This post is out of order for my 52 Weeks project, but I wanted to get it written and into the blog before I forget some of the details. This recap probably goes into too much detail but I’d like to remember exactly how it all happened and what our life was like at the time. And I’m going to write this post in first person, rather than third person like I normally do, because it is just going to be easier to retell the story that way. And I know it is weird that I write my “52 Weeks” captions in third person, but I do that because I want my “52 Weeks” photo album to be from the family’s perspective and not just mine (I reference the blog to write my journaling for the photo album).
On Wednesday afternoon, after a fun morning playdate and lunch out, the girls and I came home for naptime. Before we even got in the door, fits were being thrown. Mallory was hysterical but starting to recover from her fit that she threw because I *touched* her doll blanket even though she put her things (toys, animals, blanket) on top of my things in the car; Chelsea’s fit started when I helped her take her sweater off, even though Chelsea asked for help with the buttons. And it was way past time for Tessa to be fed. Just a bit of chaos, but completely normal.
Once inside, Mallory was begging for her things back that I took away after she threw her toys and screamed (and growled?!?) at me. I was trying to get Chelsea ready for her nap in the midst of her fit. Tessa was crying because she was hungry. When Chelsea wouldn’t calm down, I put her in her crib and stayed in the room to wait for her to calm down. Chelsea lifted her leg up on the side of the crib, like she was trying to climb out (and like she has done at least a couple dozen times before), and I told her to stop and calm down. I then told Mallory to go lay down in Mommy’s room and if she did she would get her toys back. Not out of character, Mallory did not listen and stayed in Chelsea’s room. Mallory then noticed her feet were really dirty (from playing at one of those play gyms at a fast food restaurant). So I got some wipes and sat down on the floor with my back to the crib.
I was cleaning Mallory’s feet when I saw Chelsea’s body hit the floor right in front me; the result of her climbing out of her crib. Chelsea landed flat on her left side and started crying. It did not look like she broke her fall with any one part of her body, like her arm or head. I picked her up to comfort her and asked her where she hurt, thinking that she was just scared and not really hurt. Since she is only two years old and was crying, I really could not get any information out of her. Then Mallory started crying because it was “too loud.”
At that point, I think I was able to get Mallory to leave the room and then I cuddled with Chelsea for awhile in the glider. She was still whimpering and also somewhat favoring her left arm. When I would ask her if her arm hurt, she would cry, “nooooo, noooooo”. I did not know if that meant no, it didn’t hurt or no, leave me alone. Her arm did not look broken and touching certain spots did not seem to affect her (she was already crying/whimpering). So, once she calmed down, I put her back in her crib to take a nap. She seemed ready to take a nap and went down fine. I then went to tuck Mallory in and feed Tessa. After doing that I could still hear Chelsea crying occasionally and whimpering. Her crying was different from her being mad and not wanting to take a nap. That did not seem right so I went and got her to make sure she was ok. We laid down in Mallory’s bed and kinda cuddled and Chelsea went to sleep (she did not want me to touch her but wanted me right there). She dozed but continued to quietly cry which made me really think something was not right.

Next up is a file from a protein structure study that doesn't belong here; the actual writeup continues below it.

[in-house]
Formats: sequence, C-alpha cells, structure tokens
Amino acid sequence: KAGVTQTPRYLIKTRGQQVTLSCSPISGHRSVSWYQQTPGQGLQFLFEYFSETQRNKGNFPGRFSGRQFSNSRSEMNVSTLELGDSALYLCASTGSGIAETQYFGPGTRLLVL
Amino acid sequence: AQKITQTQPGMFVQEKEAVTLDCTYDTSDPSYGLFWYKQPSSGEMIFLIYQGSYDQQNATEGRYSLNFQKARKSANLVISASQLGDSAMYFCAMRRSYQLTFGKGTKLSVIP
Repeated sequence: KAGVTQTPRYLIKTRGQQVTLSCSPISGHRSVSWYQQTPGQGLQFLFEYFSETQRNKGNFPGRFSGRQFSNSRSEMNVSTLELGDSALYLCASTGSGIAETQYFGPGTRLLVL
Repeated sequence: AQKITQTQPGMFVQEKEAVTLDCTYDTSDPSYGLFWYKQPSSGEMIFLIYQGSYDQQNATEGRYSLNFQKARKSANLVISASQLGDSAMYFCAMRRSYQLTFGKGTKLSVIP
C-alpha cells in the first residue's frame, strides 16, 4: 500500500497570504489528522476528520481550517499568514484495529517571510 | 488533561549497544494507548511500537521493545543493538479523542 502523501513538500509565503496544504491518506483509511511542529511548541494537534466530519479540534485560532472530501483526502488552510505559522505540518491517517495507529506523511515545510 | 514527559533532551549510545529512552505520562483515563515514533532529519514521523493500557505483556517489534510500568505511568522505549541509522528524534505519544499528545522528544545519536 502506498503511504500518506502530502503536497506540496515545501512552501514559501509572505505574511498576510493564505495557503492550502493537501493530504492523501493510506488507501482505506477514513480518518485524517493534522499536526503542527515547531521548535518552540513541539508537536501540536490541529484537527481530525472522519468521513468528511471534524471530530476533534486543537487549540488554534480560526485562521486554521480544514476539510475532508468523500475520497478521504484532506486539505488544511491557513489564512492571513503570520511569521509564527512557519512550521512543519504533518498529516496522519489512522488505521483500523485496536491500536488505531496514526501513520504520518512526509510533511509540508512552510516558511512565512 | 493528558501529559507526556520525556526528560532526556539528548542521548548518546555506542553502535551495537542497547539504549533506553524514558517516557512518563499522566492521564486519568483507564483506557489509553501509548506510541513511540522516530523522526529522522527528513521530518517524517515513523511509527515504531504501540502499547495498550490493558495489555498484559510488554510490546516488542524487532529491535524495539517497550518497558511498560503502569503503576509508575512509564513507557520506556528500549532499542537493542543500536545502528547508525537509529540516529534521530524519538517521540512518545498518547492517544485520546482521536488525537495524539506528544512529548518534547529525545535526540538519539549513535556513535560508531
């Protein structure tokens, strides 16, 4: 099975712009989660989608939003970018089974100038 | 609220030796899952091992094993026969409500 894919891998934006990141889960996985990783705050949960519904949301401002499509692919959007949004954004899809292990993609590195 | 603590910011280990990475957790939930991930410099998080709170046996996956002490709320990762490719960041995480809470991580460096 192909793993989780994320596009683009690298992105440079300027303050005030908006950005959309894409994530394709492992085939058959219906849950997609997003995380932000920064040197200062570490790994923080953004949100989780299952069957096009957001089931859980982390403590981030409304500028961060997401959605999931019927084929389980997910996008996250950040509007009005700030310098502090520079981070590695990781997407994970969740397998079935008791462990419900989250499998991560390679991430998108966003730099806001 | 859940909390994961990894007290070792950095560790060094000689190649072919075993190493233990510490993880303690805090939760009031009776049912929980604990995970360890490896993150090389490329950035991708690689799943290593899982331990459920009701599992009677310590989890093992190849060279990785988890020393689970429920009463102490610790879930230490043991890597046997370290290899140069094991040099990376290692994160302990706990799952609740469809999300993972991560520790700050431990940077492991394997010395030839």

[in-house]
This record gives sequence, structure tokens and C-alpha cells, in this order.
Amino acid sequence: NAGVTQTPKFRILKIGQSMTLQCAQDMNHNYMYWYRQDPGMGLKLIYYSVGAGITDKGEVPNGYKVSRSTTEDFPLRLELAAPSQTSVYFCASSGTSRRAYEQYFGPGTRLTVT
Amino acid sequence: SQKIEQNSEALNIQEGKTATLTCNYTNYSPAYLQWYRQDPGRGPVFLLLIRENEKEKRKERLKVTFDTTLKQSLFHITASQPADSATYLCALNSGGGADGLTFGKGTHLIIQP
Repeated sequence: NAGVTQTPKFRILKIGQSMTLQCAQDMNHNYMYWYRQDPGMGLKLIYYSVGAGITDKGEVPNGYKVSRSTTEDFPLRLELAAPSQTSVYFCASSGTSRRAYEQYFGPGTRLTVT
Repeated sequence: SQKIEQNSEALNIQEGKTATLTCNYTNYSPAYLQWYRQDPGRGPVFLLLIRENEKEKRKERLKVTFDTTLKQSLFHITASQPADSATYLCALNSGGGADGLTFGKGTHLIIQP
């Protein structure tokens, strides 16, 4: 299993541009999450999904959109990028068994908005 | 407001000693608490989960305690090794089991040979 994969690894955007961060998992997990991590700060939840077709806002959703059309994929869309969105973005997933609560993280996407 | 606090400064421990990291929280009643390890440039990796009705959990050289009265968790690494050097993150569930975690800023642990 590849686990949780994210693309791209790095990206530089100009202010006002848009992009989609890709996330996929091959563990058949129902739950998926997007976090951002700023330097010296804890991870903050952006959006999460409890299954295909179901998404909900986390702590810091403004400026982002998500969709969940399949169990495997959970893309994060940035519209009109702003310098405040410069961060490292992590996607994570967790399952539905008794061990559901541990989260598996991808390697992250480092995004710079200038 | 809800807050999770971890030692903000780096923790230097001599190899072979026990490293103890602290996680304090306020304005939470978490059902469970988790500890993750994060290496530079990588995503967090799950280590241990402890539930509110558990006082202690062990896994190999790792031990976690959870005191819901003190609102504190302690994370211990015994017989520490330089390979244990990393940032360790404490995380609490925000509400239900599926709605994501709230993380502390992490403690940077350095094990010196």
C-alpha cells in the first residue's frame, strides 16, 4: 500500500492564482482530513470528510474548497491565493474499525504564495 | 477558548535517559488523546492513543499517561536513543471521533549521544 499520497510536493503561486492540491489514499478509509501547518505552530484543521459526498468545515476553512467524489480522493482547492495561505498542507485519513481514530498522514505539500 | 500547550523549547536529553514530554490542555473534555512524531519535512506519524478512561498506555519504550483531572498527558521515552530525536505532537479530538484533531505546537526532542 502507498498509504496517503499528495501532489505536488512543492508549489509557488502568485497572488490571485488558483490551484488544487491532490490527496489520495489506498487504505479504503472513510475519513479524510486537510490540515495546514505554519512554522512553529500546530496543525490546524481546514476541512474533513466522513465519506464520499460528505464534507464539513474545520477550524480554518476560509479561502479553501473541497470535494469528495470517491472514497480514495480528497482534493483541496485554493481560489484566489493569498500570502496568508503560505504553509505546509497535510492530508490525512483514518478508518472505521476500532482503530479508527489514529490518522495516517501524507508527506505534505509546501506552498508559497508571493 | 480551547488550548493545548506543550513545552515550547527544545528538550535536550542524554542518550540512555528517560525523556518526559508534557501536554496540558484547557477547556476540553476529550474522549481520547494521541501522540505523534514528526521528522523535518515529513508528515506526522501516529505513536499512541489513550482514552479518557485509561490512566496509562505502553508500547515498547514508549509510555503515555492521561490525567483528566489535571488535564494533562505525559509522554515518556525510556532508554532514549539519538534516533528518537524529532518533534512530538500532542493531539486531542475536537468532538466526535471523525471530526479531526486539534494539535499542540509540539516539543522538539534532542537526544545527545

I called Jonathan to let him know what was up and that he probably needed to come home so we could get Chelsea to the pediatric urgent care center that is nearby. I thought, in the very least, she that she sprained her arm. We decided that I would stay home with Mallory and Tessa so Jonathan could take Chelsea in. When I strapped Chelsea into the car seat, I could tell that she was in a good bit of pain. I felt so bad for her and kept replaying in my head seeing her hit the floor.
Jonathan called from the PUCC and said that even without taking x-rays that they thought her arm was broken. He called me back later after x-rays to say that it was indeed broken and that they scheduled surgery for the next morning. He said it was broken in one place and then in another place the bone had broken off. Wha??? I was in shock and now even sadder; I was feeling so bad for my baby girl. Why on earth did not I face the crib when I sat down to clean Mallory’s feet???
Chelsea came home with a splint and sling on her arm. She only wanted Daddy to hold her and she was still in some pain. That night Jonathan ended up having to sleep next to her in Mallory’s bed and I do not think either of them got much sleep (Mallory slept in Jonathan’s normal spot in our bed).
In the morning, Chelsea still did not want much to do with me, so we let Jonathan do all of the 0ne-on-one with her. And Thursday was Mallory’s last day of school and was a half day. So, after dropping Mallory off at school in the morning, I drove with Tessa down to Fort Worth to Cook Children’s Hospital. My friend Kathy very kindly offered to pick Mallory up from school and keep her in the afternoon until however long we needed.
We got to the hospital in time to see Chelsea prior to surgery. Chelsea was happy to see me and even happier to see Tessa. Jonathan said before we got there Chelsea would lift her right arm and say, “doesn’t hurt” and then when he asked her about her left arm, she would look sad. He also said that she said, “I miss Mommy.” When she saw me, she wanted me to hold her and I was happy to be able to comfort her, finally.